My book club recently read The Handmaid’s Tale by Margaret Atwood, a futuristic novel wherein women’s reproductive rights, as well as the women themselves, are controlled entirely by those in power. I’ve wanted to read it for a long time and appreciated this opportunity, though I ended up quite disturbed—not just by the tale, but by our obliviousness at times to the possibilities of what could potentially become us. During our club discussion, one of the women commented that she couldn’t understand the point or purpose of writing such a book as she felt it was too far-fetched. I was startled by her remark because I easily viewed it as a cautionary story, one that had presented what could happen if we ignore history and current events.
One pivotal passage for me in the novel was this:
“Is that how we lived, then? But we lived as usual. Everyone does, most of the time. Whatever is going on is as usual. Even this is as usual, now.
We lived, as usual, by ignoring. Ignoring isn’t the same as ignorance, you have to work at it.
Nothing changes instantaneously: in a gradually heating bathtub you’d be boiled to death before you knew it. There were stories in the newspapers, of course, corpses in ditches or the woods, bludgeoned to death or mutilated, interfered with, as they used to say, but they were about other women, and the men who did such things were other men. None of them were the men we knew. The newspaper stories were like dreams to us, bad dreams dreamt by others. How awful, we would say, and they were, but they were awful without being believable. They were too melodramatic, they had a dimension that was not the dimension of our lives.
We were the people who were not in the papers. We lived in the blank white spaces at the edges of print. It gave us more freedom.
We lived in the gaps between the stories.” (56-57)
Are we like the fictional characters in the tale? Are we ignoring our past? Giving little heed to the present, assuming the emotions, like the incidents, are too isolated to matter? Pretending that nothing like this could happen to Americans? Consider how Atwood alludes to the past that created her present in the novel. Her female protagonist and friends were stunned by what seemed so sudden, because they had ignored the signs of violence as not pertaining to them. Instead, they saw the turmoil as separate, as “out there.” The powerful zealots who brought down the government “blamed it on the Islamic fanatics, at the time.” Later, the media controlled everyone, telling people to stay calm. So the people in the story allowed themselves to be manipulated under a totalitarian regime that was only supposed to be temporary.
But the villains of Atwood’s novel weren’t Islamic fanatics. No, they were closer than that. They were a sect of Christian fundamentalists, religious extremists right here on our own American soil. Atwood published this dystopian novel in 1985 (Canada; US and UK in 1986), and there’s an excellent article by her published on October 14, 2011, in “The Guardian” where she addresses some of what was going on in her life that led her to write The Handmaid’s Tale. However, I found it rather curious how well the topic of Atwood’s novel fed into the non-fiction I was reading during the same time period, especially since I wasn’t the person to select this novel for our book club.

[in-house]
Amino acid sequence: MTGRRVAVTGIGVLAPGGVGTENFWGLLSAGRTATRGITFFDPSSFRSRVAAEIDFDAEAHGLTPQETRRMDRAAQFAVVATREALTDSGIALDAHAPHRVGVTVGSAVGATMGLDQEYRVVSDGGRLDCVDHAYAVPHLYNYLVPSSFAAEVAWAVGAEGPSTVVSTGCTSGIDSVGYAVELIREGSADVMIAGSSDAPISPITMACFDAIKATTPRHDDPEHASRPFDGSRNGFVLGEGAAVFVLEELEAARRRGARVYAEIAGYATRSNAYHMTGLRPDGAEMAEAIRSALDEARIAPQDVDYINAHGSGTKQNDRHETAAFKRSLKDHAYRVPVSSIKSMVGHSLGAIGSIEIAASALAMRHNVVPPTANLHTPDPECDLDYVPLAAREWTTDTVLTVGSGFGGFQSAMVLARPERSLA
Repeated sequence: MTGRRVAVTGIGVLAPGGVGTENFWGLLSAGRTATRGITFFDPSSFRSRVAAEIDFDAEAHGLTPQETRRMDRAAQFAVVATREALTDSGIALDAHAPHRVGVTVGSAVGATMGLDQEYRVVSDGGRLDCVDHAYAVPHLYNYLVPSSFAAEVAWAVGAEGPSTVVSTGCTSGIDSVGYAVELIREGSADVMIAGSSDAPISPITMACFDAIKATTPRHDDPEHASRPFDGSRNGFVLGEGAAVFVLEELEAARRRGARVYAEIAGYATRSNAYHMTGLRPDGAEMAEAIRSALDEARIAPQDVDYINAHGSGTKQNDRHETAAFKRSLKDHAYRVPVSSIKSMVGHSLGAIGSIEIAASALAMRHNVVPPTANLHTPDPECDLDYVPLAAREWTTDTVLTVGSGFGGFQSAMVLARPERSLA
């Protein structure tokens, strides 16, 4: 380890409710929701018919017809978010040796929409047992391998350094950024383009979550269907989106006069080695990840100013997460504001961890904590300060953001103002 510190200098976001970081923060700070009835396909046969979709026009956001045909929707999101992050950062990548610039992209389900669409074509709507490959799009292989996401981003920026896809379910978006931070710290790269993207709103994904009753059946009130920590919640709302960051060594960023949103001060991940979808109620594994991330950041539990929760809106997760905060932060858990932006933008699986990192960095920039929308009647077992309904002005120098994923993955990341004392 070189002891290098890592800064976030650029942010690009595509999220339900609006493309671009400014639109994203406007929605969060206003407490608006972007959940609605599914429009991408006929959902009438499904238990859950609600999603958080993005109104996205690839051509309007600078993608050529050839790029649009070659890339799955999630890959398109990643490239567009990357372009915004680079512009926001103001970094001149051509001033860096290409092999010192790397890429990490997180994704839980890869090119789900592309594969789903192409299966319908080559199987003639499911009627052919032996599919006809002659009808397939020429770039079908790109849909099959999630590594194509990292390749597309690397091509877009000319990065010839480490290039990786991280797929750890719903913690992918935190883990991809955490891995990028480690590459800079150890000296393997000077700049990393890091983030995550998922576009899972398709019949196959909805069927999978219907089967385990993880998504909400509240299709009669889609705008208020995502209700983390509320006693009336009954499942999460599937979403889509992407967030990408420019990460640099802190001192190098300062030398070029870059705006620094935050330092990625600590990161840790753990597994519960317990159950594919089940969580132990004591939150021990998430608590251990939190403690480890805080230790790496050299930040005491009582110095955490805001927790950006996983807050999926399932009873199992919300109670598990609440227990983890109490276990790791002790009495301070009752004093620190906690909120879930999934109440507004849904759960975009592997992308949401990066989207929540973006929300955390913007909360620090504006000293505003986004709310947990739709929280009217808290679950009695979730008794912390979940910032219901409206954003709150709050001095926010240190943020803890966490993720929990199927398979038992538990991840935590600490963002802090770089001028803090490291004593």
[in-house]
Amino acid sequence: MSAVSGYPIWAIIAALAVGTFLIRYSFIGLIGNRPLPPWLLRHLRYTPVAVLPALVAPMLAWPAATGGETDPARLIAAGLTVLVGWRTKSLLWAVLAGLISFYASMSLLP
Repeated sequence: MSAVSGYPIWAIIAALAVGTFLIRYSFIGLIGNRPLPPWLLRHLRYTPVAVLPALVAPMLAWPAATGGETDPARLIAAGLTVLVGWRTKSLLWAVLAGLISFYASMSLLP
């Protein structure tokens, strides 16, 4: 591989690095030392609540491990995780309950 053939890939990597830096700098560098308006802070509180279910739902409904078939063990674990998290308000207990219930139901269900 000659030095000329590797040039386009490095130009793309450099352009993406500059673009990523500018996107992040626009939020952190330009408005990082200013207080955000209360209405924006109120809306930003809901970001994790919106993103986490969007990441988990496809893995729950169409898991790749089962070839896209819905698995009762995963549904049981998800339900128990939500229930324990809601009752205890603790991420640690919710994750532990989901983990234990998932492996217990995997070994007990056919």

One of the books I had started reading was Witchcraze: A New History of the European Witch Hunts. Many theories abound regarding what happened to drive the witch hunts that took place primarily between 1560 and 1760; this particular author, Anne Llewellyn Barstow, looks at the atrocities of that time through the lens of being a “legacy of violence against women.” In this respect, one of the driving forces was for men to control women’s reproductive rights; patriarchy and religion joined hands to incite terror among midwives, and that “one must acknowledge that ‘wise women’ such as folk healers and diviners were useful, sought-after members of society, pre-1550.” (9) Considering how The Handmaid’s Tale addressed the control of women’s reproductive rights, I found the synchronicity of subject matter remarkable.
The other book I was reading was Terror in the Name of God: Why Religious Militants Kill by Jessica Stern, published in 2003. The author doesn’t just address Islamist terrorists, but also those from other religions. And, as it happens, Stern writes about two militant Christian groups in the United States that remind me of the tone in Atwood’s novel. One was a religious fellowship—where the women submitted to their husbands and “called them ‘lord’ as a sign of respect, in imitation of the way the biblical Sarah referred to her husband, Abraham” (22)—planning to poison major-city water supplies, and the other was a “pro-life movement that supports murdering doctors and attacking abortion clinics (147).
Those are historical glimpses, but the current political drive by the Republican party to overturn Roe vs. Wade is stronger than it has ever been. Further, many American citizens are simultaneously appalled by how some other cultures treat their women while demanding that American women give up their own reproductive rights and bodily control.
It seems to me that The Handmaid’s Tale remains a powerful and valid story, a cautionary tale. The protagonist Offred becomes simply an incubator, all her rights stripped from her, even her name. Women become possessions named by the duties they perform rather than the human beings that they are. I think we have to stay alert and know that it is always possible for the present to become the past—or worse, the future as depicted by Atwood.
I would love to hear your thoughts.